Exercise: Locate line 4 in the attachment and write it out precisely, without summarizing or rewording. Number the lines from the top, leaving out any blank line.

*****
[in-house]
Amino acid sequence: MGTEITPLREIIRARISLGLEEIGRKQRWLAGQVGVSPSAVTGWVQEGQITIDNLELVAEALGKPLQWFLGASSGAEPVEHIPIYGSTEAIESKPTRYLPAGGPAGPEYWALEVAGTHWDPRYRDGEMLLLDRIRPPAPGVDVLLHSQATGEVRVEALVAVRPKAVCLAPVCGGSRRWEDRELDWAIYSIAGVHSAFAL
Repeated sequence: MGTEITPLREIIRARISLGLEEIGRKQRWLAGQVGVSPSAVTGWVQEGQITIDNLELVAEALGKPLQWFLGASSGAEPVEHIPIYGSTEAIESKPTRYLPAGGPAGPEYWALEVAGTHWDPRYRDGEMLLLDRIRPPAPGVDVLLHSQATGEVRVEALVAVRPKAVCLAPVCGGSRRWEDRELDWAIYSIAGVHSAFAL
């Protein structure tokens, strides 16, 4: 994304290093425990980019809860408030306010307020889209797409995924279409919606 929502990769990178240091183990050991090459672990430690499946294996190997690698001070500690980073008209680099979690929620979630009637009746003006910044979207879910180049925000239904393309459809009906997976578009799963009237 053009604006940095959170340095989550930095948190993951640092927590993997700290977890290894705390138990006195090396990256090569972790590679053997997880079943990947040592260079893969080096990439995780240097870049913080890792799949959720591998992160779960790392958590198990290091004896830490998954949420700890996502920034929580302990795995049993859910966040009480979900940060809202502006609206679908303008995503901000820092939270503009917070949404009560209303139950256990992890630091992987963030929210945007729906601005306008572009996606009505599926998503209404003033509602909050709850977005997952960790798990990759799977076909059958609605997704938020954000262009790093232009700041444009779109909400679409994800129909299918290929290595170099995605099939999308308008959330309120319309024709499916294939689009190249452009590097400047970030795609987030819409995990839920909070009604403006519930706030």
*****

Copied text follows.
């Protein structure tokens, strides 16, 4: 994304290093425990980019809860408030306010307020889209797409995924279409919606 929502990769990178240091183990050991090459672990430690499946294996190997690698001070500690980073008209680099979690929620979630009637009746003006910044979207879910180049925000239904393309459809009906997976578009799963009237 053009604006940095959170340095989550930095948190993951640092927590993997700290977890290894705390138990006195090396990256090569972790590679053997997880079943990947040592260079893969080096990439995780240097870049913080890792799949959720591998992160779960790392958590198990290091004896830490998954949420700890996502920034929580302990795995049993859910966040009480979900940060809202502006609206679908303008995503901000820092939270503009917070949404009560209303139950256990992890630091992987963030929210945007729906601005306008572009996606009505599926998503209404003033509602909050709850977005997952960790798990990759799977076909059958609605997704938020954000262009790093232009700041444009779109909400679409994800129909299918290929290595170099995605099939999308308008959330309120319309024709499916294939689009190249452009590097400047970030795609987030819409995990839920909070009604403006519930706030």